When I was on Shlichut in the United States, I was a high school Judaic studies teacher. During Asseret Yimei Teshuva, my students asked me to take them to “do kapparot” with chickens. We watched as the birds arrived, were used for the kapparot, and then were shechted. In addition, we observed the mitzvah of covering the blood and saw the chickens being cleaned, checked and kashered according to the halachah. As is customary, the meat was subsequently given to the poor.
My students took pictures and videoed the entire process and later showed the movie in class. After class, a group of girls approached me, appalled. How does Judaism permit such cruelty to animals, they wanted to know. Why should animals be slaughtered simply to allow humans to be granted atonement for their sins? The girls were specifically disturbed that such an act should occur precisely during Asseret Yimei Teshuva – a time of mercy and forgiveness. They felt that treating animals in this manner contradicted the concepts of rectification and spiritual elevation.
In order to respond to these questions, we must examine the Torah’s view of the relationship between man and animals. In my opinion, our parsha, Parshat Shmini, is the point of departure for such a study.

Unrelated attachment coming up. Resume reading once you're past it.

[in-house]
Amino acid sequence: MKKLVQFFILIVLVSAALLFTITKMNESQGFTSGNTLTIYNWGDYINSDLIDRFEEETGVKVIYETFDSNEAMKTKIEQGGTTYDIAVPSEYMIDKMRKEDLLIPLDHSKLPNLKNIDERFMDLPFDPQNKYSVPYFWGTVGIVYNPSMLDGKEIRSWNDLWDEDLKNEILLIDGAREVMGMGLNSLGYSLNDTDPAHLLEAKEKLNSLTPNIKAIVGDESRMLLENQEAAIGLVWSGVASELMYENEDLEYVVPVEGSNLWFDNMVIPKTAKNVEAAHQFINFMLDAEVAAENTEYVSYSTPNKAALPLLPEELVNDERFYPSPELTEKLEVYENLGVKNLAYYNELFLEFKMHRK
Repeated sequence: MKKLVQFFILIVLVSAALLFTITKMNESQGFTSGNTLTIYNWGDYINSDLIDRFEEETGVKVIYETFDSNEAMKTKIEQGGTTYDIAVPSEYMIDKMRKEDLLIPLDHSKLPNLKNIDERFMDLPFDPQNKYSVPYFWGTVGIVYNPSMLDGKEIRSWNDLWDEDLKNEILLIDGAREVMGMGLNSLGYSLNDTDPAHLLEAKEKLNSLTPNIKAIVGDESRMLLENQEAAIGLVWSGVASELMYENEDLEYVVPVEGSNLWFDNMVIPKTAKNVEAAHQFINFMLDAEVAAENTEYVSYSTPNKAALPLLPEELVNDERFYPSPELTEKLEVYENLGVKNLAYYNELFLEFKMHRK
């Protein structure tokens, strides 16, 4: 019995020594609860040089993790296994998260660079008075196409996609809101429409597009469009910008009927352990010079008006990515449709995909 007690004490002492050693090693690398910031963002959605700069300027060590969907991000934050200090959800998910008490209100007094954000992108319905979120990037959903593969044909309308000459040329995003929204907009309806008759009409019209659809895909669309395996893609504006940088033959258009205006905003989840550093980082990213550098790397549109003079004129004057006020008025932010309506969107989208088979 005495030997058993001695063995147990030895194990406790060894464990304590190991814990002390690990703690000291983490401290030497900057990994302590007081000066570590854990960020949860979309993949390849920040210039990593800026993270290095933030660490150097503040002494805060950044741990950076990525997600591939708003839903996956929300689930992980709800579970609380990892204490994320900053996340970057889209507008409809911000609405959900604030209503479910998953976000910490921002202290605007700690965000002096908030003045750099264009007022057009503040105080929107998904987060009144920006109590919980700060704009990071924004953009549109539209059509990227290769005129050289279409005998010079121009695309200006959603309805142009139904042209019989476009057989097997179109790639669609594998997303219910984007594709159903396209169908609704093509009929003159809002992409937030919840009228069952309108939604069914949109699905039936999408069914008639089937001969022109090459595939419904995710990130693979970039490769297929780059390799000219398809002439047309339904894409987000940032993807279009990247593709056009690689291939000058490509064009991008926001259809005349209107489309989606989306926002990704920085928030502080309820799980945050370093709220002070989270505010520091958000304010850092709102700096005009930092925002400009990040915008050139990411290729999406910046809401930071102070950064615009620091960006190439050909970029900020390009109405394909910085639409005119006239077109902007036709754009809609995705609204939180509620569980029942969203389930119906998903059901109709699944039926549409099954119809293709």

In the second half of the parsha, we find a lengthy discussion of the kashrutof different types of animals: cattle, beasts, fowl and fish. Some, such as fish, are identified as kosher according to their characteristics; others, such as birds, must appear on a specific list of names. Immediately following this discussion, the next parsha begins with laws pertaining to people:
“A woman conceives and gives birth to a male.”
This juxtaposition leads Rashi to cite R’ Simlai from the Midrash:
“Just as man was created after all the cattle, beasts and birds, so too his law is explained after the laws of the cattle, beasts and birds.”
Rashi’s statement leads the Siftei Chachamim to wonder why man was in fact created after the cattle, beasts and birds. The answer is found in the Gemara (BT Sanhedrin 38a):
“Why was man created on Erev Shabbat?… So that if [man’s] mind should become arrogant, he can be told: ‘A mosquito preceded you during Creation.”
Hence, man was created last, after all the animals.
The Gemara’s response is puzzling. What is the significance of telling a proud and arrogant person that a mosquito preceded him? Moreover, what does it matter anyway that a mosquito was created first?
Right from the start, the Torah teaches us the Divine order of creation: what was created on each day. This order is highly significant, because each creation is designated as a preparation for the following creation. Each creation is meant to serve and to attend that which is created next.
Thus, the plants, which were created on the Fifth Day, rely on the light of the sun – which was created on the Fourth Day – in order to grow. Furthermore, animals, which were created on the Fifth and Sixth Days, eat these plants and make use of the trees. This is the natural order that prevails throughout the Divine creation.